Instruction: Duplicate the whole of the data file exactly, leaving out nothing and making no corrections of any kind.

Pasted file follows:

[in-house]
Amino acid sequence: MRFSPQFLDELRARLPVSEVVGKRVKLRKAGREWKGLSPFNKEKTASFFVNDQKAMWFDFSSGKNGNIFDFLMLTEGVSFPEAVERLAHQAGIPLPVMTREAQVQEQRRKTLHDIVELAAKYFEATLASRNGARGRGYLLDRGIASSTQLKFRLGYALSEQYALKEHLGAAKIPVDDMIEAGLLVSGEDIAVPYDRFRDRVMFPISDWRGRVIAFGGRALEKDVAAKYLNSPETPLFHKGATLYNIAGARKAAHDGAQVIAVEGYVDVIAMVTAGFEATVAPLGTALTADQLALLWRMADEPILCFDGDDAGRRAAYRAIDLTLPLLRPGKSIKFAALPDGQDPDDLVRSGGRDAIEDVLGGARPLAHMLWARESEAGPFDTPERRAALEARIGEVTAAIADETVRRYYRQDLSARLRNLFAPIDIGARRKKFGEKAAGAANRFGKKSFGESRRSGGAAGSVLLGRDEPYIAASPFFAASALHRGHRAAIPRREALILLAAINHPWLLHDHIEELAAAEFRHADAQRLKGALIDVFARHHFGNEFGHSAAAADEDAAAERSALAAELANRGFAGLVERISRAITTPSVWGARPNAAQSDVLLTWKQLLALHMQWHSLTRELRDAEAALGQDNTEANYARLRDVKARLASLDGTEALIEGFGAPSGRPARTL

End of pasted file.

[in-house]
Amino acid sequence: MRFSPQFLDELRARLPVSEVVGKRVKLRKAGREWKGLSPFNKEKTASFFVNDQKAMWFDFSSGKNGNIFDFLMLTEGVSFPEAVERLAHQAGIPLPVMTREAQVQEQRRKTLHDIVELAAKYFEATLASRNGARGRGYLLDRGIASSTQLKFRLGYALSEQYALKEHLGAAKIPVDDMIEAGLLVSGEDIAVPYDRFRDRVMFPISDWRGRVIAFGGRALEKDVAAKYLNSPETPLFHKGATLYNIAGARKAAHDGAQVIAVEGYVDVIAMVTAGFEATVAPLGTALTADQLALLWRMADEPILCFDGDDAGRRAAYRAIDLTLPLLRPGKSIKFAALPDGQDPDDLVRSGGRDAIEDVLGGARPLAHMLWARESEAGPFDTPERRAALEARIGEVTAAIADETVRRYYRQDLSARLRNLFAPIDIGARRKKFGEKAAGAANRFGKKSFGESRRSGGAAGSVLLGRDEPYIAASPFFAASALHRGHRAAIPRREALILLAAINHPWLLHDHIEELAAAEFRHADAQRLKGALIDVFARHHFGNEFGHSAAAADEDAAAERSALAAELANRGFAGLVERISRAITTPSVWGARPNAAQSDVLLTWKQLLALHMQWHSLTRELRDAEAALGQDNTEANYARLRDVKARLASLDGTEALIEGFGAPSGRPARTL